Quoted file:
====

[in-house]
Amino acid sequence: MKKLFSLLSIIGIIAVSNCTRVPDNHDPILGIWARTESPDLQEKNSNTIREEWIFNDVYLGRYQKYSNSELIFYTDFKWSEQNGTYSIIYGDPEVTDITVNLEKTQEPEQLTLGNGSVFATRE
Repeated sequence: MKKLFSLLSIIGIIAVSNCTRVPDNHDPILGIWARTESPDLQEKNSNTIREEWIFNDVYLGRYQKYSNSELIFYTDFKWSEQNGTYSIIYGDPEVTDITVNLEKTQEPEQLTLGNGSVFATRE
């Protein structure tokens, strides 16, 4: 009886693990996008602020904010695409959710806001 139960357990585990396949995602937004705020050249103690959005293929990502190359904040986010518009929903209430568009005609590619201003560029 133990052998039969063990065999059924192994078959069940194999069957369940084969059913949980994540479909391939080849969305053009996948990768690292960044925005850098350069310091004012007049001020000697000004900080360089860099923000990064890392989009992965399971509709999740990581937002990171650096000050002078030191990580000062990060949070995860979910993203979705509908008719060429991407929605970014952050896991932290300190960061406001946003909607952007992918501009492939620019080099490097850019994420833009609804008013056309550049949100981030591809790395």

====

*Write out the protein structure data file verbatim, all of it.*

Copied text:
[in-house]
Amino acid sequence: MKKLFSLLSIIGIIAVSNCTRVPDNHDPILGIWARTESPDLQEKNSNTIREEWIFNDVYLGRYQKYSNSELIFYTDFKWSEQNGTYSIIYGDPEVTDITVNLEKTQEPEQLTLGNGSVFATRE
Repeated sequence: MKKLFSLLSIIGIIAVSNCTRVPDNHDPILGIWARTESPDLQEKNSNTIREEWIFNDVYLGRYQKYSNSELIFYTDFKWSEQNGTYSIIYGDPEVTDITVNLEKTQEPEQLTLGNGSVFATRE
């Protein structure tokens, strides 16, 4: 009886693990996008602020904010695409959710806001 139960357990585990396949995602937004705020050249103690959005293929990502190359904040986010518009929903209430568009005609590619201003560029 133990052998039969063990065999059924192994078959069940194999069957369940084969059913949980994540479909391939080849969305053009996948990768690292960044925005850098350069310091004012007049001020000697000004900080360089860099923000990064890392989009992965399971509709999740990581937002990171650096000050002078030191990580000062990060949070995860979910993203979705509908008719060429991407929605970014952050896991932290300190960061406001946003909607952007992918501009492939620019080099490097850019994420833009609804008013056309550049949100981030591809790395």